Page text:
Like, that video you made encouraging folks to get out to the ballots? “Let My People Vote”? According to the letter, cease and desist, yo! You can’t use phrases like that! They rip off the Bible. You’re not really Jewish, he claims, so you have no right to such sacrilegious wordplay! More than two million views and energizing young voters, be damned! (I mean, for real. That’s what he said. Sigh.)
Well, I understand that religious differences abound. I don’t want to be disrespectful to the Texas rabbi, only two states over from me as I sit here in Mississippi. Instead, I wanted to reach out to you, to let you know that I feel your pain. ‘Cause according to him, I’m not a Jewish woman, either. Maybe I’m really a small Irish boy who practices Jain! Who knows? I am not what I thought I was!
I’m afraid a mass identity crisis may well be on the horizon. Because I’m pretty sure a lot of us ladies who thought we were Jewish – snarky, single-past-30, social-justice-oriented – just learned that we’re outta the tribe.
I guess what I’m saying is, I’m in your tribe.
So, um, what are you doing next week? Want to go get some coffee and compare comedy bits and dating advice? We can meet up wherever it is that the tribe of Make-’Em-Laugh-and-Make-a-Difference, Oops-Always-Thought-We-Were-Being-Our-Authentic-Jewish-Selves chicks are allowed to hang out.
(Also, let’s come up with a catchier name for our tribe.)
PS Your dad’s responses to the piece were totally awesome, even if NSFW. Guess that runs in the family! He can be in our club, even if he’s not a Formerly Jewish Woman. I also liked him mentioning your rabbi-sister, who, incidentally, was a mentor of mine in college. Small world, huh?
The Museum of the Southern Jewish Experience has a collection of over 3,000 objects and archival materials that tell the story of Southern Jewish communities. This includes temple sisterhood minutes, Jewish store memorabilia and objects from temples that are no longer active. I’m excited to use this space to share some pieces that best illustrate the history of these communities.
I’ll start with one of my favorites, a collection of youth group scrapbooks from Clarksdale, Mississippi. Clarksdale, most famously known as home of the Blues, also happened to have some Jews. We have 8 books from 1962-1975 in our collection but this one from 1970 stands out because of its ornate custom circular design and hand drawn calligraphy. Someone crafty was clearly excited about being yearbook editor.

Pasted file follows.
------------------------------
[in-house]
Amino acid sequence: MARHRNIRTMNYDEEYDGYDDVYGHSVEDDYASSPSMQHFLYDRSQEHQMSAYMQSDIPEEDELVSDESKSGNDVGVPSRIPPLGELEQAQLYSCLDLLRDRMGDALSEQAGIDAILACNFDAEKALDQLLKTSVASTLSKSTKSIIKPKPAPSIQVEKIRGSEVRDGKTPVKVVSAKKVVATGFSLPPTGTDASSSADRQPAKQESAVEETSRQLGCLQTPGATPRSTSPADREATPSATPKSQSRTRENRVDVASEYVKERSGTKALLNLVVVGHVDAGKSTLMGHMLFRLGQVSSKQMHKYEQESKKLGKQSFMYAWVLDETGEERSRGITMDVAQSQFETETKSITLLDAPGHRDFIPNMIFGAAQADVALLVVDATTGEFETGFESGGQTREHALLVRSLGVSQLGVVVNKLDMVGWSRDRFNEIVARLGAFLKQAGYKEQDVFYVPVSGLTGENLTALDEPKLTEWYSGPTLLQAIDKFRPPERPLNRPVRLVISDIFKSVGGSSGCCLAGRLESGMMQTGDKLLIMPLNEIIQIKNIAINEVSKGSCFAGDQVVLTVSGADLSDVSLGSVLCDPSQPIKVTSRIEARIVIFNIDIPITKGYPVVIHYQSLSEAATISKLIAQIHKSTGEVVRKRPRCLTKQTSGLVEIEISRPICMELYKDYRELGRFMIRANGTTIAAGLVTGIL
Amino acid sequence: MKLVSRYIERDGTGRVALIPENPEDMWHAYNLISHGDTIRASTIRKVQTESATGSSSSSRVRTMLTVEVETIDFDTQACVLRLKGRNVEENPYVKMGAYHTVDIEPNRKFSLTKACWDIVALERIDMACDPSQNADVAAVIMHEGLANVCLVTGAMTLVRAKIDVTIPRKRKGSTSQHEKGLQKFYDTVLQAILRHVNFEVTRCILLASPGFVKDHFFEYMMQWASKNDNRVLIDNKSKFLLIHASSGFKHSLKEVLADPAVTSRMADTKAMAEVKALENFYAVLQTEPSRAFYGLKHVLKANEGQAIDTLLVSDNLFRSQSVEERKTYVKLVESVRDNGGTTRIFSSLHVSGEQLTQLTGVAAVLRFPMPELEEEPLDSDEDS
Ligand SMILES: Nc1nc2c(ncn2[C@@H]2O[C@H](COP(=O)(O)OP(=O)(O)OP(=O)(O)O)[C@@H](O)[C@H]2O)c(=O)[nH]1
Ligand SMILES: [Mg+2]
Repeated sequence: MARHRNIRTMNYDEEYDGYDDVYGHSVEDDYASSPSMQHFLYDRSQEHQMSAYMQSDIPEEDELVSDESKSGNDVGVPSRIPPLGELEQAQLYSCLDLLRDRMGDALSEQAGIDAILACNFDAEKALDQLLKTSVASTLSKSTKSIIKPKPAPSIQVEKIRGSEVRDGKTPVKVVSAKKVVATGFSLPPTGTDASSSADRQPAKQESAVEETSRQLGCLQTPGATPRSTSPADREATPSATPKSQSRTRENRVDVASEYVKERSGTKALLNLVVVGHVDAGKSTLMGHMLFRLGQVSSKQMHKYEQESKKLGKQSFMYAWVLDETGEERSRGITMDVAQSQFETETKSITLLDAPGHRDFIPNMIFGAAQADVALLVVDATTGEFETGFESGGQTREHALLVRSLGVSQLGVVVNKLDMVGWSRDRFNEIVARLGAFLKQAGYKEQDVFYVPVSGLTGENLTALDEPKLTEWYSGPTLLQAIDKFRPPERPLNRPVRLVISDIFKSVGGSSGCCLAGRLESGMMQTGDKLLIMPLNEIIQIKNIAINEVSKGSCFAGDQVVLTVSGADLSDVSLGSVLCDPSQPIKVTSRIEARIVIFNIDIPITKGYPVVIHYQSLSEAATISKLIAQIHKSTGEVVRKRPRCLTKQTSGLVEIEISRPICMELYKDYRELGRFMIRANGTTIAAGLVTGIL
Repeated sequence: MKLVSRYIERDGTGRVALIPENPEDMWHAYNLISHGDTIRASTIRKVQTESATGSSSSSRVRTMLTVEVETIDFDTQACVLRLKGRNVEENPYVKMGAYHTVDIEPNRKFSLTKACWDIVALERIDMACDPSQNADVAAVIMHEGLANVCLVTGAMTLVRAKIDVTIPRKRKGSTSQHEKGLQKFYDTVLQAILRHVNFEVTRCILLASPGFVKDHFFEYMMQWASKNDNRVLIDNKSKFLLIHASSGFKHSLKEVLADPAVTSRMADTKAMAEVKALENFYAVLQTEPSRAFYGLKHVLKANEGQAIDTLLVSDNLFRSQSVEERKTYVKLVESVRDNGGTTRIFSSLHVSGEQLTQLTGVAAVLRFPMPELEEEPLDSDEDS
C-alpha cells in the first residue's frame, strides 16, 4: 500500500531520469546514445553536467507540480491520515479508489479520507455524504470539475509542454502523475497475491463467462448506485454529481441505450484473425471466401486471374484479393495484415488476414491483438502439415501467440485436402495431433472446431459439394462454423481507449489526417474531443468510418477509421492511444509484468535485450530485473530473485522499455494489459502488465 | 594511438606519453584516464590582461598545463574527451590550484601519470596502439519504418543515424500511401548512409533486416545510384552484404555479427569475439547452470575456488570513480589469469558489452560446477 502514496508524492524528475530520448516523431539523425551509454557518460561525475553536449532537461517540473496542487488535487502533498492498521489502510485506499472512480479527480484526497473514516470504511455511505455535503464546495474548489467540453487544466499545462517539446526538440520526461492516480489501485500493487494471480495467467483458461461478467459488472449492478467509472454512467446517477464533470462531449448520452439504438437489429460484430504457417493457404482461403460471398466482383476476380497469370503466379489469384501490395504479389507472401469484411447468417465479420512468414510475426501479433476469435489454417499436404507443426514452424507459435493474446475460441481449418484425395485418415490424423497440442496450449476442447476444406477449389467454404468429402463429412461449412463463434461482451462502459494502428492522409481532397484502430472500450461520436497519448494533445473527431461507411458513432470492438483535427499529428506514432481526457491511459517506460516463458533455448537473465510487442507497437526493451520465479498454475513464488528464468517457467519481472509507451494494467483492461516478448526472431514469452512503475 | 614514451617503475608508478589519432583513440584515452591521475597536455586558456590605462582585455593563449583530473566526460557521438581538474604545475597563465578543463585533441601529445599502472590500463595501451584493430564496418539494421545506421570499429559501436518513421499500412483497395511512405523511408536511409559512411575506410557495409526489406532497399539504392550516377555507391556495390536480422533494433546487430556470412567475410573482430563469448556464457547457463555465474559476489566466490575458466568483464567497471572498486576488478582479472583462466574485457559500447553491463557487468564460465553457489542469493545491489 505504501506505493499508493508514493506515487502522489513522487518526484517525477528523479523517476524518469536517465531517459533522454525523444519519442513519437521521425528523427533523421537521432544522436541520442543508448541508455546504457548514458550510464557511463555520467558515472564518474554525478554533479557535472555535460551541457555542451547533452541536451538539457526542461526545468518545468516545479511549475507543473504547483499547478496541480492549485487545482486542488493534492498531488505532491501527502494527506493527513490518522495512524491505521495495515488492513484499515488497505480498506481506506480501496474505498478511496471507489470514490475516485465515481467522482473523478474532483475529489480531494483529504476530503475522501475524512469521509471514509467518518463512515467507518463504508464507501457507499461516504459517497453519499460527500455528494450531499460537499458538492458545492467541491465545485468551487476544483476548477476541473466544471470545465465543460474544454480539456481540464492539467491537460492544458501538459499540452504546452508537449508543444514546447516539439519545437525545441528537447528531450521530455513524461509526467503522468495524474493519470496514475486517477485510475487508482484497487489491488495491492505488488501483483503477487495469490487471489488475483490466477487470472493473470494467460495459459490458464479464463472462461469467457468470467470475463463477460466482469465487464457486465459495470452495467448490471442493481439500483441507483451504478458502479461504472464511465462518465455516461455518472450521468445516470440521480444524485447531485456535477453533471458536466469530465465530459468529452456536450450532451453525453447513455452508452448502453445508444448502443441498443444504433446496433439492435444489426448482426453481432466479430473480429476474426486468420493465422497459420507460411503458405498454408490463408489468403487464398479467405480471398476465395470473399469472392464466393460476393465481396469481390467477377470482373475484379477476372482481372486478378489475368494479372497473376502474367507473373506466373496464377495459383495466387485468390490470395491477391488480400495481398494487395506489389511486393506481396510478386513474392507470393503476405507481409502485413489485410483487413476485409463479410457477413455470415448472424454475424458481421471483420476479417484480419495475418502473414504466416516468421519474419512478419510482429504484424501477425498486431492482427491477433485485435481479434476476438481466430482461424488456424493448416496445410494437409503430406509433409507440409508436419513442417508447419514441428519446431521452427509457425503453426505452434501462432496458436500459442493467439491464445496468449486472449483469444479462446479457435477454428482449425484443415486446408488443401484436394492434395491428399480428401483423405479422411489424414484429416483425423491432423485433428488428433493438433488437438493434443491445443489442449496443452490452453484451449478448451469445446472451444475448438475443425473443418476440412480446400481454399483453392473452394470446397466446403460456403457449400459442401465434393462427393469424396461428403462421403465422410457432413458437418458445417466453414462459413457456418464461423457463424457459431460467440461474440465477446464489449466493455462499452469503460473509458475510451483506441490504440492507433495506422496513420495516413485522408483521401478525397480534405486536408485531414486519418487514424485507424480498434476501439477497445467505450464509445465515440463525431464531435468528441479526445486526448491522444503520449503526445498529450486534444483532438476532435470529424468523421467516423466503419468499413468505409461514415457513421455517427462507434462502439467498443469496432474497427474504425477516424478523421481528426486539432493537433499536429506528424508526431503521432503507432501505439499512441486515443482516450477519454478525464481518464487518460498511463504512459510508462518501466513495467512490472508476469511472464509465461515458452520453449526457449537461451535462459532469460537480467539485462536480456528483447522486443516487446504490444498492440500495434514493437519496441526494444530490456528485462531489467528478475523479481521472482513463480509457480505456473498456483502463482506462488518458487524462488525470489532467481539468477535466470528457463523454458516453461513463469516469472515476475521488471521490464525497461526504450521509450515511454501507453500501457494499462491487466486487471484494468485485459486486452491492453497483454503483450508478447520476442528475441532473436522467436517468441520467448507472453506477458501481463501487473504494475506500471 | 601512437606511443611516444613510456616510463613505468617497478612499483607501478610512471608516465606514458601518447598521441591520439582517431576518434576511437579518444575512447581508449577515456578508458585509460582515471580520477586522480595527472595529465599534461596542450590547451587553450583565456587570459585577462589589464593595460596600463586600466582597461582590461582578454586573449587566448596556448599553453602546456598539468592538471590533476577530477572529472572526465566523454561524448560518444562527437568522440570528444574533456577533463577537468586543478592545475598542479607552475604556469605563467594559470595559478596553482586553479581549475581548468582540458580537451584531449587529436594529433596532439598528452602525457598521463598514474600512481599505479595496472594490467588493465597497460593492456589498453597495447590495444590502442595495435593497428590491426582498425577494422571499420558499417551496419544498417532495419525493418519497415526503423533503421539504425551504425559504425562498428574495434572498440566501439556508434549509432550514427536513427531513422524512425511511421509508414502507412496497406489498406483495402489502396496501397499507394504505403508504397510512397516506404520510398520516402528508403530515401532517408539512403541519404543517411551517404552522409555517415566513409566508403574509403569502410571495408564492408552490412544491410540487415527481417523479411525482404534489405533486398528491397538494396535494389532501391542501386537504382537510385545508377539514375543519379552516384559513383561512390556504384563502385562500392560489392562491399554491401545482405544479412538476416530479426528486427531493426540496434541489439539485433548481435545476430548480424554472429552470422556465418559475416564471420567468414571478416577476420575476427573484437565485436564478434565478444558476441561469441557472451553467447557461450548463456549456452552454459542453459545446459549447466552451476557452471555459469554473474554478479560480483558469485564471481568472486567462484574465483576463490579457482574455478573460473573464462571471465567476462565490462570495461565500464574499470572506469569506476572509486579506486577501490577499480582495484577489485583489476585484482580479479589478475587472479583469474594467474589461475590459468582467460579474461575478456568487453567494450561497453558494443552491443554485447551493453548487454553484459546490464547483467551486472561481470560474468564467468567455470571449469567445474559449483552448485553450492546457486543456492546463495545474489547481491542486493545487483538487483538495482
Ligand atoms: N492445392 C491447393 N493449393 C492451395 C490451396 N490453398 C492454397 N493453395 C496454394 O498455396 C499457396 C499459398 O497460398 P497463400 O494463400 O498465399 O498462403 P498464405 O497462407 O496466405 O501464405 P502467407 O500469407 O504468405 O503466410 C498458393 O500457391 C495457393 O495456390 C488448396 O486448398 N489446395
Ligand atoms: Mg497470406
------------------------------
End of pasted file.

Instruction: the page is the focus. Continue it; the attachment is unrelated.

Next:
The Clarksdale Jewish community has a long history, starting with early Jewish settlers in the 1880′s. At its peak in the 1930′s, Clarksdale was home to 400 Jews, but by 1970 the community was only a hundred families; the youth group had 25 members. This group was active in the community and participated in regional conclaves that enabled them to network with other Jewish teens in the SOFTY (Southern Federation of Temple Youth) region.
Here are some of the gems from their scrapbook:
I can’t help but wonder what these kids would have thought about their book being cataloged into this museum archive. Could they have known that their thick rimmed glasses would come back into style 40 years later? Would they have included their “play on marijuana,” featuring a progressive dialogue between teenagers and their parents on the merits of the drug?
These scrapbooks are especially telling of the Southern experience because it was this generation of young people who did not stay in Clarksdale or other Delta towns to grow the Jewish community but moved to larger cities like Memphis for greater opportunity. As a result, the community could no longer sustain the congregation and, like many pieces in our collection, these artifacts are from a temple that had to shut its doors.
They are paper and glue relics of the past since today most of our memories are posted to digital pages on Facebook. These should inspire you to print out your favorite Instagram shots and paste some into a book. You never know what important material (or embarrassing hair cut) you’ll be leaving for historians to blog about in the future.